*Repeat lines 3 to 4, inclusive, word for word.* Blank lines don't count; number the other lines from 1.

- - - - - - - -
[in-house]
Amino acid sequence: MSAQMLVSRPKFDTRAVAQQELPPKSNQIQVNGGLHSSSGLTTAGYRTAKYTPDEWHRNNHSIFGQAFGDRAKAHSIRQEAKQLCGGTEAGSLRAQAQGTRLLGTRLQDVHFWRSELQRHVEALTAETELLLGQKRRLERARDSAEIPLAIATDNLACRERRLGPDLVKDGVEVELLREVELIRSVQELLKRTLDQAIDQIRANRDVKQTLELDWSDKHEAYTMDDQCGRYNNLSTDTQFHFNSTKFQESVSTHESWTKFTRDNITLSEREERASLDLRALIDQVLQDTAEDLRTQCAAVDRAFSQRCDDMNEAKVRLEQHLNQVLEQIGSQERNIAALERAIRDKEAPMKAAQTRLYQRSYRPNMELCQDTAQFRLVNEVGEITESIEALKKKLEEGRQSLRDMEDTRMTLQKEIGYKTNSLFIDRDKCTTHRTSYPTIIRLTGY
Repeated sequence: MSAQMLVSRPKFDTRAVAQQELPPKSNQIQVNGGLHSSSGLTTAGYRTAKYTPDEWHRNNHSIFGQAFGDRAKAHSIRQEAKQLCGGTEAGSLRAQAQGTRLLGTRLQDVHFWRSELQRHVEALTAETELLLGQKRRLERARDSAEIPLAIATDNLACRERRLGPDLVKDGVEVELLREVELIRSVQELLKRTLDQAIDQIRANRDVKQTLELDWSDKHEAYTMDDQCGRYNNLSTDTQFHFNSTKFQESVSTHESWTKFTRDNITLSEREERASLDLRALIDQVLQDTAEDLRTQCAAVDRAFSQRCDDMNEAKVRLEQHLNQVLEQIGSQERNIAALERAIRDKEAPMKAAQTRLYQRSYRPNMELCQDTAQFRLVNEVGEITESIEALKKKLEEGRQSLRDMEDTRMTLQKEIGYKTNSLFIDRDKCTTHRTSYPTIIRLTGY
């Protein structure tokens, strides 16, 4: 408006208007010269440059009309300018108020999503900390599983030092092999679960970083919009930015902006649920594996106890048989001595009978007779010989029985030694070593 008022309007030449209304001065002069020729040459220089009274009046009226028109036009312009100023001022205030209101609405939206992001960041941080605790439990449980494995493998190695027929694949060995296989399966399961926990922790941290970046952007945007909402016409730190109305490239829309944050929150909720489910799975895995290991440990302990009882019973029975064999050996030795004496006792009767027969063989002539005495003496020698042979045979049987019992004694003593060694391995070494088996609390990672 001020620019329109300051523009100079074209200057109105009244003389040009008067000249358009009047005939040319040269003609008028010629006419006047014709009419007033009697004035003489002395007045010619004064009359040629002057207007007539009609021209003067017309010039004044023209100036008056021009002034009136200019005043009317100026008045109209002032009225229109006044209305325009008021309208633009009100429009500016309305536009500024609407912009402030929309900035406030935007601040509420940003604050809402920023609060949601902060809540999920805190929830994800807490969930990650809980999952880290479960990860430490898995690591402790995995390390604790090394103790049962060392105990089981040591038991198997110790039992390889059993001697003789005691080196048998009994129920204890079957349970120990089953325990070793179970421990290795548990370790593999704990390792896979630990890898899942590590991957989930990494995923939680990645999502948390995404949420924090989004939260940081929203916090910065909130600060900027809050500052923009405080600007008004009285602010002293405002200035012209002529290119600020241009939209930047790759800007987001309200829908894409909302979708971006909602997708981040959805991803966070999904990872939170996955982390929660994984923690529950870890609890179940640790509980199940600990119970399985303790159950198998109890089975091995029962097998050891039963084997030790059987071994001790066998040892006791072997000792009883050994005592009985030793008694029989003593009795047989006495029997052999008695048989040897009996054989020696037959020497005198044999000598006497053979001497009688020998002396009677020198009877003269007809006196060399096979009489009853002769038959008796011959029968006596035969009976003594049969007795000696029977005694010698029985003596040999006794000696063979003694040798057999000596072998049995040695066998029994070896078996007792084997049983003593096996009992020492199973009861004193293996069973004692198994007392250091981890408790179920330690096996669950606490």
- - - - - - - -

Repeated sequence: MSAQMLVSRPKFDTRAVAQQELPPKSNQIQVNGGLHSSSGLTTAGYRTAKYTPDEWHRNNHSIFGQAFGDRAKAHSIRQEAKQLCGGTEAGSLRAQAQGTRLLGTRLQDVHFWRSELQRHVEALTAETELLLGQKRRLERARDSAEIPLAIATDNLACRERRLGPDLVKDGVEVELLREVELIRSVQELLKRTLDQAIDQIRANRDVKQTLELDWSDKHEAYTMDDQCGRYNNLSTDTQFHFNSTKFQESVSTHESWTKFTRDNITLSEREERASLDLRALIDQVLQDTAEDLRTQCAAVDRAFSQRCDDMNEAKVRLEQHLNQVLEQIGSQERNIAALERAIRDKEAPMKAAQTRLYQRSYRPNMELCQDTAQFRLVNEVGEITESIEALKKKLEEGRQSLRDMEDTRMTLQKEIGYKTNSLFIDRDKCTTHRTSYPTIIRLTGY
């Protein structure tokens, strides 16, 4: 408006208007010269440059009309300018108020999503900390599983030092092999679960970083919009930015902006649920594996106890048989001595009978007779010989029985030694070593 008022309007030449209304001065002069020729040459220089009274009046009226028109036009312009100023001022205030209101609405939206992001960041941080605790439990449980494995493998190695027929694949060995296989399966399961926990922790941290970046952007945007909402016409730190109305490239829309944050929150909720489910799975895995290991440990302990009882019973029975064999050996030795004496006792009767027969063989002539005495003496020698042979045979049987019992004694003593060694391995070494088996609390990672 001020620019329109300051523009100079074209200057109105009244003389040009008067000249358009009047005939040319040269003609008028010629006419006047014709009419007033009697004035003489002395007045010619004064009359040629002057207007007539009609021209003067017309010039004044023209100036008056021009002034009136200019005043009317100026008045109209002032009225229109006044209305325009008021309208633009009100429009500016309305536009500024609407912009402030929309900035406030935007601040509420940003604050809402920023609060949601902060809540999920805190929830994800807490969930990650809980999952880290479960990860430490898995690591402790995995390390604790090394103790049962060392105990089981040591038991198997110790039992390889059993001697003789005691080196048998009994129920204890079957349970120990089953325990070793179970421990290795548990370790593999704990390792896979630990890898899942590590991957989930990494995923939680990645999502948390995404949420924090989004939260940081929203916090910065909130600060900027809050500052923009405080600007008004009285602010002293405002200035012209002529290119600020241009939209930047790759800007987001309200829908894409909302979708971006909602997708981040959805991803966070999904990872939170996955982390929660994984923690529950870890609890179940640790509980199940600990119970399985303790159950198998109890089975091995029962097998050891039963084997030790059987071994001790066998040892006791072997000792009883050994005592009985030793008694029989003593009795047989006495029997052999008695048989040897009996054989020696037959020497005198044999000598006497053979001497009688020998002396009677020198009877003269007809006196060399096979009489009853002769038959008796011959029968006596035969009976003594049969007795000696029977005694010698029985003596040999006794000696063979003694040798057999000596072998049995040695066998029994070896078996007792084997049983003593096996009992020492199973009861004193293996069973004692198994007392250091981890408790179920330690096996669950606490």